Mukesh Ambani sets up Estonian joint venture for e-governance; takes up e-residency
The joint venture will be looking for solutions in the e-governance space
Tallinn/Mumbai: Industrialist Mukesh Ambani is keen on the e-governance space and has set up a subsidiary company in Estonia to get a grip on the solutions, government officials of the Northwestern European nation have said.
Ambani has formed a subsidiary with the Estonian government’s former chief information officer Taavi Kotka.
The joint venture will be looking for solutions in the e-governance space, Viljar Lubi, vice-minister for economic affairs and communications of Estonia, which is a European Union member, told a group of visiting journalists recently.
He, however, did not elaborate on the exact scope of the partnership, saying government only plays the role of a facilitator.
A Reliance Industries spokesperson refused to share details of the project or plan.
Multiple officials in Estonia, which is among the most digitised countries in the world, maintained that the role of private companies has been crucial in developing the digital infrastructure used by all most all of its citizens.
The country claims of 99% of digital penetration.
Ambani, the richest Indian who runs the most profitable domestic company Reliance Industries, took an e-residency of the European nation in May this year, the officials said.
An e-residency helps a foreigner access the EU opportunity by helping him/her form a company, among other benefits.
“We have one of the founders of e-residency programmes, Kotka, who is currently working together with Reliance and Mukesh Ambani to digitalise India in terms of accessing digital identity.
“That is why Ambani became an e-resident recently,” a spokesperson for Estonia’s e-residency programme said.
An email sent to Reliance Industries spokesperson on this aspect was also not answered.
Asked if Ambani has visited Estonia, Lubi declined to comment, but named other Indian industrialists like Infosys co-founder NR Narayana Murthy as among those who have visited their country to have a closer look at the work on digitisation.
Lubi said while digitisation has helped Estonia to get connected its scattered and very low population base, the country with a large land mass is home to only 1.4 million citizens—it can help India as well because it has a large population to be reached out to.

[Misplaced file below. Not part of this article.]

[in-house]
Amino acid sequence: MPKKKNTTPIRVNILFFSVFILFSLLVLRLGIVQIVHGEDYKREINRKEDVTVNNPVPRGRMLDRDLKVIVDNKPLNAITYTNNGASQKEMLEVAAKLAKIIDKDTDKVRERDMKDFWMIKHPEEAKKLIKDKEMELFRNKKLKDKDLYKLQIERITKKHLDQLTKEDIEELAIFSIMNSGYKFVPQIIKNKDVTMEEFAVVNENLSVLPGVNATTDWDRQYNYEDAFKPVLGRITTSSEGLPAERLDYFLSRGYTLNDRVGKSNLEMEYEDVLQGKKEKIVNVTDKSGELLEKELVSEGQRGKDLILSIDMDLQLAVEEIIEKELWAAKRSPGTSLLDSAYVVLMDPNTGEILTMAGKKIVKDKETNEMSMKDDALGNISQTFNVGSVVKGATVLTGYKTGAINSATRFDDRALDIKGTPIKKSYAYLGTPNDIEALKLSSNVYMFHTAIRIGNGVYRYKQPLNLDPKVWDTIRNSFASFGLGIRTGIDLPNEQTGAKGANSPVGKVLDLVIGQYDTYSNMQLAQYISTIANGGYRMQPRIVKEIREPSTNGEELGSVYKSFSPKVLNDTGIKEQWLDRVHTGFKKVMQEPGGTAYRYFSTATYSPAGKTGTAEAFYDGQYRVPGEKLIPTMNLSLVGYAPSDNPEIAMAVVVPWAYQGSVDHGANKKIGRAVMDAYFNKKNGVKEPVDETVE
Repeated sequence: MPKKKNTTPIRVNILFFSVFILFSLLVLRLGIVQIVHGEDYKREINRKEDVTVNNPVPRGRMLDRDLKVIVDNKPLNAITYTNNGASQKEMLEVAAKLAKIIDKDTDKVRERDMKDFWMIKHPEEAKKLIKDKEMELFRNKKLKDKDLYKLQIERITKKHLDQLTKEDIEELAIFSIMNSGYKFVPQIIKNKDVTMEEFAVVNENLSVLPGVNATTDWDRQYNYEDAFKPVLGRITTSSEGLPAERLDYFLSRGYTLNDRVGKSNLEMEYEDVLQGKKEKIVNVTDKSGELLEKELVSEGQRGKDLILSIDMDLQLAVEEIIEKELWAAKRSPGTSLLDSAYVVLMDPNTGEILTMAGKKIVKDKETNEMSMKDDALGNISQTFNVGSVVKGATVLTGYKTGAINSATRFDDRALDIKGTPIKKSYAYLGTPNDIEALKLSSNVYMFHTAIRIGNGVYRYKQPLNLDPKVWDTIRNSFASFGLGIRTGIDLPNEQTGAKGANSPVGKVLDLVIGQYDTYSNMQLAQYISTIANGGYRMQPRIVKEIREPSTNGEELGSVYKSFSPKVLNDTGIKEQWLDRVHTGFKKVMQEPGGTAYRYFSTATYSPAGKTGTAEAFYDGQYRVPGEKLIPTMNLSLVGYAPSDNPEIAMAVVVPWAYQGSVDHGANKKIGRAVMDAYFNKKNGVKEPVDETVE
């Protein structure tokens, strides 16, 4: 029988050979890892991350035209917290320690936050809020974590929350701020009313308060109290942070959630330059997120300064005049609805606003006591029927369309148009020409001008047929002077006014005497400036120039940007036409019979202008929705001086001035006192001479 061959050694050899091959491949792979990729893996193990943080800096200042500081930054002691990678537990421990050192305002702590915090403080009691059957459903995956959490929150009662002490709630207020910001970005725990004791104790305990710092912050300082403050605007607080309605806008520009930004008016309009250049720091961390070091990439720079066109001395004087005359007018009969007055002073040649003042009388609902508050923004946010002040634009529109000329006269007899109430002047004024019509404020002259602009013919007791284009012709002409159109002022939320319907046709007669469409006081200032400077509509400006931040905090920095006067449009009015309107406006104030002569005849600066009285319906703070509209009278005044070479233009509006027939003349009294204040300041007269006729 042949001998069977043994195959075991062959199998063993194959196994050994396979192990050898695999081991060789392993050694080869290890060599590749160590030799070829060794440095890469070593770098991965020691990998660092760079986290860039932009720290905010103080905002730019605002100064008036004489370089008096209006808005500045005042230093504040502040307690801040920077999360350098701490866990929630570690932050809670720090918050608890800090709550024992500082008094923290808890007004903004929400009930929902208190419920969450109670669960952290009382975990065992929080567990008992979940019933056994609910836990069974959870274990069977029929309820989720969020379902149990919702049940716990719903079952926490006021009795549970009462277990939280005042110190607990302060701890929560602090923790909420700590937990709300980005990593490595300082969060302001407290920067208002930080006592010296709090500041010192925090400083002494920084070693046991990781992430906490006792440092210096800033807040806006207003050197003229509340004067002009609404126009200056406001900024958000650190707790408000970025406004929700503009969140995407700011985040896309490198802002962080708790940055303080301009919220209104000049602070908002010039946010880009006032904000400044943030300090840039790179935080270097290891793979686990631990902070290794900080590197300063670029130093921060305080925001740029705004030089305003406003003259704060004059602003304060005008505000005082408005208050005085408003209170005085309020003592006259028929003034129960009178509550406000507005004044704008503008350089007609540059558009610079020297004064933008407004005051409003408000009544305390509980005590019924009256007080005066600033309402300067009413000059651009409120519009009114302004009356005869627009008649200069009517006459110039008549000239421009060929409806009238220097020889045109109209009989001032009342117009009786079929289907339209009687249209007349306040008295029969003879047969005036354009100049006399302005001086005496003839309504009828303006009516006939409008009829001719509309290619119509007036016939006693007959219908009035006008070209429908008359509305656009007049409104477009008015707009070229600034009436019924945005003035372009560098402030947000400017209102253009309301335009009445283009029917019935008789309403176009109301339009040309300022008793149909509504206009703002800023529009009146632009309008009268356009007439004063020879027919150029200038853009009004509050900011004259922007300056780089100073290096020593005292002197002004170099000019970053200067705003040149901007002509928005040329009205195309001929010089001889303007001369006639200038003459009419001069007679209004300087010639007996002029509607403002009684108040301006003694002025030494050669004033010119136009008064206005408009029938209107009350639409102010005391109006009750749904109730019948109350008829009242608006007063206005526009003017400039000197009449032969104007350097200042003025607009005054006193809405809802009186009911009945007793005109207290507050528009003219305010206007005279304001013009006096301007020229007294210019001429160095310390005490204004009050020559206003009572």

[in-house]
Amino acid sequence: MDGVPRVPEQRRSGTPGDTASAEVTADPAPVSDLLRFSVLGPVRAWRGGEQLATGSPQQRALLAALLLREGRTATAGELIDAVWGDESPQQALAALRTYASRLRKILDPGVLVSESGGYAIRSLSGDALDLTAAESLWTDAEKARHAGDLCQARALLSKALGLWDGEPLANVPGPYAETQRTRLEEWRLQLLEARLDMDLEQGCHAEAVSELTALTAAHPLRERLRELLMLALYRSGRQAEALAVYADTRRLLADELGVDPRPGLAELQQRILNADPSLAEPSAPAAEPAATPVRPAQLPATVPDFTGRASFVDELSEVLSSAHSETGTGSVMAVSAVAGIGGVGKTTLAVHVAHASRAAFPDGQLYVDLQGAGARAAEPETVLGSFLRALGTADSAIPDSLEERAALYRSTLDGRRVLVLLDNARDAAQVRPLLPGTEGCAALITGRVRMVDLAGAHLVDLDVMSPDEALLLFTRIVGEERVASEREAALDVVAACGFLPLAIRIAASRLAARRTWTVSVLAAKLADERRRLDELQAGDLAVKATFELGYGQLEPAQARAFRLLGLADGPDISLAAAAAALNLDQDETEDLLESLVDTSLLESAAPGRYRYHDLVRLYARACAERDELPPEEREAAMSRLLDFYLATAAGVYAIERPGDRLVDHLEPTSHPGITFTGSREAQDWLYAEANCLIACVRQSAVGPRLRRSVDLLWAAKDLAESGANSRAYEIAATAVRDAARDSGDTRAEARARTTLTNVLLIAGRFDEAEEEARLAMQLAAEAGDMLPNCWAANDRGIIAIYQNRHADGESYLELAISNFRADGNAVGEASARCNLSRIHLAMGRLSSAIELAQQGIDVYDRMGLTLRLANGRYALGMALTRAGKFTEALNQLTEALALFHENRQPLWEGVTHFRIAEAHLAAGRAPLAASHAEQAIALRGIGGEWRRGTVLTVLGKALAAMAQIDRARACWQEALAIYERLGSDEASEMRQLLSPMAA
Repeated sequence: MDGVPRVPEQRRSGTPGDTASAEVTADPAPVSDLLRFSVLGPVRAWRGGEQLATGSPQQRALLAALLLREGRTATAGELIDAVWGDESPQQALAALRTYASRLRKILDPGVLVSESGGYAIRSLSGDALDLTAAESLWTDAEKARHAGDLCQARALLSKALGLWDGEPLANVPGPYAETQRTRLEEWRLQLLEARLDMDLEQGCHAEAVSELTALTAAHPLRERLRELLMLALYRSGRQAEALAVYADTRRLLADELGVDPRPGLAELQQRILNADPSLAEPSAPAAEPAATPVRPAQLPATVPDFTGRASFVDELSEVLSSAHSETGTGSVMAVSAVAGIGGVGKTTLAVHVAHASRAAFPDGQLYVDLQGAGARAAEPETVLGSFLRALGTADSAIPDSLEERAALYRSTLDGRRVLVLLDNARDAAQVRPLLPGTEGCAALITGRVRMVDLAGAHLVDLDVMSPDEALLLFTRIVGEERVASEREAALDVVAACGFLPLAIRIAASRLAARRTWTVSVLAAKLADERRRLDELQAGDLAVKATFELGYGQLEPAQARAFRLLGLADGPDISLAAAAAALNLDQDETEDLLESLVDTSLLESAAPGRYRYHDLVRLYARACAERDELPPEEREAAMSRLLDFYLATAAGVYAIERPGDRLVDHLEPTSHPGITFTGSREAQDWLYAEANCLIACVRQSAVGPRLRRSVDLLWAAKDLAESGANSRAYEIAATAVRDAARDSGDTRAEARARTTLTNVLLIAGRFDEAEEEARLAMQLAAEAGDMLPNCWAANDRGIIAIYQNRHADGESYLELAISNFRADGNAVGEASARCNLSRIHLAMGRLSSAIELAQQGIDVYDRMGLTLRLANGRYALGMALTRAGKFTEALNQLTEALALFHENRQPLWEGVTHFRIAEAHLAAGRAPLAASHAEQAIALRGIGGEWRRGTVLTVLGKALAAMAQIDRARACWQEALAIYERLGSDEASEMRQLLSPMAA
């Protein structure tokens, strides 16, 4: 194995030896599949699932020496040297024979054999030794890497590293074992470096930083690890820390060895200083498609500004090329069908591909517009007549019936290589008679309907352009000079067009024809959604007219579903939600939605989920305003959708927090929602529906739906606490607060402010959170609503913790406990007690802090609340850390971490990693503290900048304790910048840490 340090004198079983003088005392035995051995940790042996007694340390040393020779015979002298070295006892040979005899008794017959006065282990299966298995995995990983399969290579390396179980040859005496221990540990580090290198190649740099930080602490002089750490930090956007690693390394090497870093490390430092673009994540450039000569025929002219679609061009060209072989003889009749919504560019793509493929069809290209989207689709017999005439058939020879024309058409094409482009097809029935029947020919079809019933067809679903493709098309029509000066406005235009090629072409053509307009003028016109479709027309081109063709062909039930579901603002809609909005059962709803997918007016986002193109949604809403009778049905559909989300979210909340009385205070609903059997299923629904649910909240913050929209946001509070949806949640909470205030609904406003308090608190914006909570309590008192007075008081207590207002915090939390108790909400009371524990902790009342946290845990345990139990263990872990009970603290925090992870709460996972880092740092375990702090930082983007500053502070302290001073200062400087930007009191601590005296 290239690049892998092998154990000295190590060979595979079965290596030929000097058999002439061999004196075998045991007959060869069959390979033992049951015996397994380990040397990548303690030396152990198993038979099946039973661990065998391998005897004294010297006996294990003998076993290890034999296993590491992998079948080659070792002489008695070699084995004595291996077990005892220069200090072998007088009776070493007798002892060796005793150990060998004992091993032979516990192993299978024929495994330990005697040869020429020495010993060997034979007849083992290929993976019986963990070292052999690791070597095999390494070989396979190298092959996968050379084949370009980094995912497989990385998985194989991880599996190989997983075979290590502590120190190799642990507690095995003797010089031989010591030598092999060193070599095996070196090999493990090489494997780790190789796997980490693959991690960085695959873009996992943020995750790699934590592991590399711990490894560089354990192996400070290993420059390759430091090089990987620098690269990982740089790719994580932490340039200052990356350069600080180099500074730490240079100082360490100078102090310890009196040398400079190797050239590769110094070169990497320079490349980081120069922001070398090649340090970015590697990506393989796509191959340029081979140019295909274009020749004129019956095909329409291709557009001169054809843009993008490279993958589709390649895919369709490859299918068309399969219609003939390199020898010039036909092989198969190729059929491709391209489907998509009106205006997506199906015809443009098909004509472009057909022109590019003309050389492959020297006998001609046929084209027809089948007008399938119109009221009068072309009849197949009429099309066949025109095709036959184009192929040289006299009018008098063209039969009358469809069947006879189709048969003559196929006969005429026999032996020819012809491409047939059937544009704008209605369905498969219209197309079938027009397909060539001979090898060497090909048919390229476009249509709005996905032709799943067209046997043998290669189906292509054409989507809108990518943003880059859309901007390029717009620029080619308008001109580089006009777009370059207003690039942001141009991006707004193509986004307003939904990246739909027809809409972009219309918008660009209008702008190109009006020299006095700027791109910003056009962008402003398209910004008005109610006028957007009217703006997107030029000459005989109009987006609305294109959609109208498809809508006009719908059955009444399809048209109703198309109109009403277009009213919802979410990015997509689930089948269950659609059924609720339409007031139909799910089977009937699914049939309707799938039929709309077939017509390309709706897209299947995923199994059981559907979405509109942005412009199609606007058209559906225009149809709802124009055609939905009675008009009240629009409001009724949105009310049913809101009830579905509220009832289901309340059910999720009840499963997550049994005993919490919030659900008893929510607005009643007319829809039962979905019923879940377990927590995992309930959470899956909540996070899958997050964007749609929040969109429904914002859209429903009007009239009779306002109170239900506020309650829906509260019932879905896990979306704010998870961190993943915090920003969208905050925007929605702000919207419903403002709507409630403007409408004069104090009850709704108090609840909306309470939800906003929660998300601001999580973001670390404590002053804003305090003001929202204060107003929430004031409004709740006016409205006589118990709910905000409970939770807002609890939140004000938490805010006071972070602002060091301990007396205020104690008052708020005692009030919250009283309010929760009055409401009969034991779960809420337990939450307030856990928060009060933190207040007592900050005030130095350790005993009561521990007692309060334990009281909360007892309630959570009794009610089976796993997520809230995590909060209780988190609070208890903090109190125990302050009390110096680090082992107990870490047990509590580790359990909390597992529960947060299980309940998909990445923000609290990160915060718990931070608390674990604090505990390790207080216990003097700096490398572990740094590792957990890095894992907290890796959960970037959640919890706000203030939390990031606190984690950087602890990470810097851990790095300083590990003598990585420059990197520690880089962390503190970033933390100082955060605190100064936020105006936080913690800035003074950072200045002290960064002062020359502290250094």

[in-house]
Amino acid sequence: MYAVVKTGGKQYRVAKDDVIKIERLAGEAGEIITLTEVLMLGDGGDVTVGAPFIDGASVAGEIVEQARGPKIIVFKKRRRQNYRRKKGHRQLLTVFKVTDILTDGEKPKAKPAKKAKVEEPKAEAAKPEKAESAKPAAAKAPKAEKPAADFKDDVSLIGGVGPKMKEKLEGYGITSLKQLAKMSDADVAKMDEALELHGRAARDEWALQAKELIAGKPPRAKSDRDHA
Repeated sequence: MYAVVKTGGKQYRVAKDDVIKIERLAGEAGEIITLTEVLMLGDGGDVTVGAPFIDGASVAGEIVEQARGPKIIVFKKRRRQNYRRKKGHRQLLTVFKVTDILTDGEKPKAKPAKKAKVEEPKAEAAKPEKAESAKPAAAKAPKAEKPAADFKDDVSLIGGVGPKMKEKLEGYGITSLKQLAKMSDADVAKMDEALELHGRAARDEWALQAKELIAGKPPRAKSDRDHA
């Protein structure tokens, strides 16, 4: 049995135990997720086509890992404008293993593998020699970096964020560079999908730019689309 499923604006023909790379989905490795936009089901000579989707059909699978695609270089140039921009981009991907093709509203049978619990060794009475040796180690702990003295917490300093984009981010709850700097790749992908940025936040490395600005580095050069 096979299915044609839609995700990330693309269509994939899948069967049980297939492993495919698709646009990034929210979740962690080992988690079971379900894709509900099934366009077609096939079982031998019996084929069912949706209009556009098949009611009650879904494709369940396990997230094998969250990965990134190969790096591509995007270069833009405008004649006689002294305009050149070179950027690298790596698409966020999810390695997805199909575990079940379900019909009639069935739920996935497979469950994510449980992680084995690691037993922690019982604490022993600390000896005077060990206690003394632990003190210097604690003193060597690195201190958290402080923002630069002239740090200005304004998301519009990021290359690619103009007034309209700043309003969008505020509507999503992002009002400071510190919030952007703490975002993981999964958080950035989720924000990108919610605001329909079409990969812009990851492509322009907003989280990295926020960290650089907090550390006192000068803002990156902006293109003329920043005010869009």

There are just about 2,000 Indians who have opted to become e-residents of Estonia so far, primarily to access the business opportunity presented by the European Union.
Over half of them are freelancers, who unlike big companies, cannot afford to set up subsidiaries in any EU country, the official said.
An e-residency enables a person to work for EU clientele and is lapped by startups looking for a footing in the EU.
Lubi said Estonian journey to digitalisation started right after regaining independence in 1991 from the erstwhile USSR due to a resource crunch and later it discovered the efficacy of the same as the world went digital.
At present, nearly all — 99% to be precise — government services are digital in this country and an Estonian gets to know who all have accessed his/her records.
If a citizen observes any activity on her information being accessed by an unauthorised entity, including any government department, then she can initiate legal action.
The e-residency initiative was started in 2014 as a digital identity for foreigners.
Apart from forming a company, an e-resident can access banking services, payment processing and also gets a digital signature.
India ranks ninth among the list of countries from where e-residents are coming in, but the pace of growth is very fast, e-residency programme’s managing director Kaspar Korjus said.
The country is aiming to increase the number of e-residents from India to 1 million by 2025, he said, pointing out that India has over 50 million freelancers who will be keen on such an initiative.
Korjus further said the increasing digitalisation and improved relations between the two governments will also help increase the number of Indians seeking e-residents in his country.
By 2025, Tallinn is eyeing to have over 25 million e-residents, he said, and sounded bullish about netting so much given the rising interest in the programme.
An e-resident has to pay €100 monthly fee along with an enrolment fee of €100 for a five-year membership, he said.
Tallinn is looking at the programme as an initiative to build its soft power and create “friends of Estonia” who will be of help in a scenario of any threat the country, which borders Russia, he said.
The e-residency programme has an annual budget of 4 million euro which it manages to net from the membership fees now, Korjus said, adding however in the future, the government may also look at the initiative as a revenue-generating opportunity as well.
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